“I’m dumbfounded,” said Mayor David Carabajal, who insisted the investigation involve all council members. “There’s more to this n Loss of water for an estimated 15,000 people.
• Economic losses, as yet untallied, to area motels and restaurants.
• Partial activation of the Emergency Operations Center for the first time.
• The city to issue a second boil order in as many months.
• Beeville schools to close — with a resultant loss from state attendance funds and purchase of bottled water.
• Concern that the fire department’s ability to fight a major fire was diminished.
• Christus Spohn Hospital to cancel surgeries and to transfer dialysis patients to out-of-town hospitals and treatment centers.
• A communications breakdown in which plant operators kept forecasting a return to water service in hours when it took days.
“It was a perfect storm,” Carabajal said.
That the plant was under the control of an experienced, but unlicensed, operator lends credence.
When asked if the operator of a water treatment plant was required to be licensed, Interim City Manager Marvin Townsend paused for almost 10 seconds before replying that “there’s no simple answer to that. Yes, it is a requirement, but what is the option, shut the plant down?”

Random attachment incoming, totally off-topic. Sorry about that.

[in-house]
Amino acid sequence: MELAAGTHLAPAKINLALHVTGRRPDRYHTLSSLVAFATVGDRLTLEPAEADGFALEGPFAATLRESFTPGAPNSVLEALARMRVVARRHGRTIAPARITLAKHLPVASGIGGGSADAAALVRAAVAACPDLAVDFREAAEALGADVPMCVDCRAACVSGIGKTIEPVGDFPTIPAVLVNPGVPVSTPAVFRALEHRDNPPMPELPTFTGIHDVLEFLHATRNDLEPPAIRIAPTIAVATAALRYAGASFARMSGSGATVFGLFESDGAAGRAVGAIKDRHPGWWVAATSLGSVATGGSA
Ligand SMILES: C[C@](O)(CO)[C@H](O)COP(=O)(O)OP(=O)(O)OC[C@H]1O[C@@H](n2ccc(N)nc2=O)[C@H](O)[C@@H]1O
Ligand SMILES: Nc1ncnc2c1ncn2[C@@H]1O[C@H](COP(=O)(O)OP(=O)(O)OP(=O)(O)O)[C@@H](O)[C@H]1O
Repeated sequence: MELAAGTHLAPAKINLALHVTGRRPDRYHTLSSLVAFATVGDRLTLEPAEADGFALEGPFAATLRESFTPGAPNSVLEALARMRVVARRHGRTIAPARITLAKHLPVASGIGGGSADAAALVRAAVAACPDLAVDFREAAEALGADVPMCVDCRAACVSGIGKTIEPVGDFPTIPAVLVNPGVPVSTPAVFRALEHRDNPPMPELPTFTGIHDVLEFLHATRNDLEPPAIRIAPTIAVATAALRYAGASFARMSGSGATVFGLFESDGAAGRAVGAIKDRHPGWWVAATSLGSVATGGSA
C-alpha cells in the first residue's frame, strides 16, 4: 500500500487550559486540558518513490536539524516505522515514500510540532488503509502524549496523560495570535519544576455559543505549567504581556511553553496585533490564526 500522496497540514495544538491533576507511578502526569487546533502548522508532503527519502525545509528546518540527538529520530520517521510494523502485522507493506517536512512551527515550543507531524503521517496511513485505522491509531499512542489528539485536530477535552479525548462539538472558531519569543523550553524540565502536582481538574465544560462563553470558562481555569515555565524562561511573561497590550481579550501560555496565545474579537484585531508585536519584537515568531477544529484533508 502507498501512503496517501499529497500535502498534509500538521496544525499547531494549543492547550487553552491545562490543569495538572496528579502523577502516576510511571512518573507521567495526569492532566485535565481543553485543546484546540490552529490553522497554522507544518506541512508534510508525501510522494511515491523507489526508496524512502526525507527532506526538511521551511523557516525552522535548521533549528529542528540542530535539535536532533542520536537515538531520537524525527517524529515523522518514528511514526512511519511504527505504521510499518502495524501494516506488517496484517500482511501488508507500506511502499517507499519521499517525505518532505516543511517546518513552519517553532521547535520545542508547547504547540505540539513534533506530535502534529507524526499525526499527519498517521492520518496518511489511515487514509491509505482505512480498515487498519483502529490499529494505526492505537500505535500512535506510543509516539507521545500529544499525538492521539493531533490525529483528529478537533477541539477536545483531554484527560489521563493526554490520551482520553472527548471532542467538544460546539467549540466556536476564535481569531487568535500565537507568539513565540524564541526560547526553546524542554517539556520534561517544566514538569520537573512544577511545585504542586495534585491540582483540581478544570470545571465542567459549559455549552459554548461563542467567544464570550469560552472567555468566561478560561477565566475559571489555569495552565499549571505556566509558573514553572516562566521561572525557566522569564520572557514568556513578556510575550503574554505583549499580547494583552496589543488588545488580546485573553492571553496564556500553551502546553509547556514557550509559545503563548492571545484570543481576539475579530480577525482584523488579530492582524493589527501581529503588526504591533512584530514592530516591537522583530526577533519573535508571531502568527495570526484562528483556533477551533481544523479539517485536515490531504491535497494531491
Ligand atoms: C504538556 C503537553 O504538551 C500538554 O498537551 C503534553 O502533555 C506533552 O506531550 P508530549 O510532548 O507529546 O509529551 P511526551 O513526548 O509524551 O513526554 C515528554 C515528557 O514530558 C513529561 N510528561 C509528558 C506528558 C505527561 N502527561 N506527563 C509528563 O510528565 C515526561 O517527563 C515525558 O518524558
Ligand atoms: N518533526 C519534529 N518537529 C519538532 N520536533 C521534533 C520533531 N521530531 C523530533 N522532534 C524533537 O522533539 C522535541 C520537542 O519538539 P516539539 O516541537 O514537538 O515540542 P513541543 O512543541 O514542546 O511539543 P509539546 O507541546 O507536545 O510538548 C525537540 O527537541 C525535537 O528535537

The Texas Administrative Code, formulated by the Texas Commission on Environmental Quality (TCEQ) — which grants and regulates water treatment plant licensing — states that “Any operator employed by a public water system operations company must hold a license.”
Beeville Water Supervisor Michael Lentz told the council that the operator “had let his license slip.”
“To be honest with you, we have a lot of turnover,” explained Beeville Utility Systems Director Cesario Vela. “It’s real hard to get people to stay here because of the pay.”
Vela and Lentz cited competition from Corpus Christi and the Eagle Ford Shale. “People who come here, we get them qualified and then they leave because they can make more money elsewhere. Obviously, we need to change that.”
Carabajal didn’t buy it. “The people we put in charge of that water plant? Why did they never bring their concerns before the council?”
And Councilman Trace Morrill was skeptical. “You know,” he said, “if that’s the case, I would like to see that in writing.”